Matthew grinned up at his squire. "It's Dave you'll have to tell, not me. I was doing my best."
"Oh," It was the lady in white who spoke, "You mean if it came to a real fight, Dave could beat you?" She looked younger now she was no longer playing the part of a distraught damsel. She was no older than the squire, but where Claire was lean and athletic, Emma was smaller, softer and rounder with a halo of blond curls framing her face, deep blue eyes and the palest honey tan complexion. Matthew lounged back in his seat. His face remained calm, but there was a slight edge to his voice as he said, "No, I wouldn't say that. I reckon we're very evenly matched, actually."
Dave leaned forwards, waving his can of beer for emphasis. "Get away! I could beat you any time. I wasn't even trying and you couldn't finish me."
"Only because I wasn't expecting you to start improvising. That wasn't supposed to be a free fight. It was supposed to be the final practice for Sunday and we were supposed to stick to the script." Matthew sounded nettled.
"You just don't have the killer instinct," Dave said loftily.
"And you do?" Matthew snapped.
"I reckon so. It's something you either have or you haven't. Makes all the difference to a fighter."
Matthew opened his mouth to retort, the colour was rising in his cheeks, but he was stopped by a squeal of laughter from the blond girl. "Dave! Killer instinct?" she gasped. "I don't know about that, but I do know that Matthew always looks the part better."
"I can't help having to wear glasses, Emma." Dave sounded stung now.
"It's not that, it's... It's... I don't know. A certain nobility of bearing -- or something..."
Matthew waved his hand languidly. "It's something you either have or you haven't," he drawled and the tension was abruptly released as the whole group collapsed into laughter.
The sky above the orange glow of the city lights was a soft, deep blue velvet; the air was warm, with just the smallest breeze stirring the shrubs in the gardens of the large detached houses on this quiet suburban road. Matthew's car chugged into the kerb and stopped.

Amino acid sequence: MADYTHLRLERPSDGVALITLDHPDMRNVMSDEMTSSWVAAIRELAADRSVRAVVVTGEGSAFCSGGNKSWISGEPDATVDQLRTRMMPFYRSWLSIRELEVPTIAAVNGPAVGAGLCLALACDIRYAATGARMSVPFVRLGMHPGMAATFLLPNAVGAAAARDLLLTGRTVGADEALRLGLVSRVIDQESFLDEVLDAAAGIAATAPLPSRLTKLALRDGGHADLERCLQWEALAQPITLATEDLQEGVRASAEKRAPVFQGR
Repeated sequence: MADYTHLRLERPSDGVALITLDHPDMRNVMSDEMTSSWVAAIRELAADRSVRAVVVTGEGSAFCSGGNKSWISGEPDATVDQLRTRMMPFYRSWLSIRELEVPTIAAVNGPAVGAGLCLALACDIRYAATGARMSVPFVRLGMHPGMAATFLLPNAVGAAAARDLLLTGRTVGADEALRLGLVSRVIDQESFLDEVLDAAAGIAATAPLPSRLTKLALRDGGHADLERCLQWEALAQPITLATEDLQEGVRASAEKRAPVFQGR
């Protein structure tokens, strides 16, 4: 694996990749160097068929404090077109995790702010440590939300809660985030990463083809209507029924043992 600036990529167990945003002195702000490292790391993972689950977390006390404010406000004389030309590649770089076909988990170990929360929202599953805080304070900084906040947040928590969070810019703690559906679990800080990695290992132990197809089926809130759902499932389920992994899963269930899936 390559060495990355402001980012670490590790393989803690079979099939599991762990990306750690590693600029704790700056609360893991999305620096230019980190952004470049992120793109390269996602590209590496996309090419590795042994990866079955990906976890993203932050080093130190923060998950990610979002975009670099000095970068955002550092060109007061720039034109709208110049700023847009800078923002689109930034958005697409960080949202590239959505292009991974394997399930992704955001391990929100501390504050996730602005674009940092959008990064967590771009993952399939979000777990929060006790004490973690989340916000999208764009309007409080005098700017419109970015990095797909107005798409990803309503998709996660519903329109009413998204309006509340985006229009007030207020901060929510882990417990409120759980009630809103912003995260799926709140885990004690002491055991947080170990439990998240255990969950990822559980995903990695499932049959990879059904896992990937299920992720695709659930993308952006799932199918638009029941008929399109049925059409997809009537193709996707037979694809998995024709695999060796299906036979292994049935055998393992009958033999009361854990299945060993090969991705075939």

"Well..." Claire said brightly. "See you on Sunday then. Thanks for the lift." She pulled at the door catch without success. "I'll never get the knack of this," she muttered, then the door clicked open.
She was gathering her bags from the footwell of the car, her chestnut hair falling over her face as she bent forwards, when Matthew said, "I... Er, I wondered if you were doing anything tomorrow?"
Claire straightened, tossing her hair out of her eyes. "Tomorrow? No... Why?"
"Well I thought -- that is I hoped -- that you might like to come out for a drink. Or to see a film -- or something. Whatever you like..."
Claire regarded Matthew steadily for a moment, then she said, "You could pick me up here, at my house at seven. A meal would be nice. Emma told me about a good restaurant she'd found." She climbed out of the car dragging the bags containing her costume after her. Then she stopped and looked back into the car. "See you tomorrow then."
"At seven." Matthew was smiling now.
Claire shut the door and waved as he pulled away from the kerb. As she watched the car's rear lights disappear down the road, she muttered, "And about time too, Matthew Bowman. I was going to give you another week and then I'd have had to ask you out myself."
Matthew climbed quickly for the sheer joy of being out on the hills. The sun was hot on his back; he could feel its heat through his shirt. Sweat was running down his face, but he still did not slow down, feeling almost as though he were running from the grime and fumes of the city which lay behind him in the far distance, a grey, hazy sprawl with at its heart the tall white office blocks of the city centre. He worked amongst those all week and did not want to look back at them now.
High above him, a skylark trilled, no more than a tiny speck, almost invisible in the shimmering sky. Far above that crawled a silent silver arrowhead drawing a thin white trail across the blue. But the plane was too high to be heard and the only sound to break the silence of the hills was the song of the skylark.
Once over the summit, with the city hidden by the vast bulk of the hill, he slowed down and walking on over the rough moorland really began to enjoy himself. He ambled along, following the route almost automatically for this was one of his favourite shorter walks, reserved for the days when he did not have time to drive all the way to the Lakes or North Wales and get out into the mountains properly. He half smiled to himself, remembering the number of times he had said that he liked living in Manchester because it was a city that was very easy to get out of. He had just begun thinking of the evening with Claire, when he noticed the small ruined cottage tucked away in a small hollow.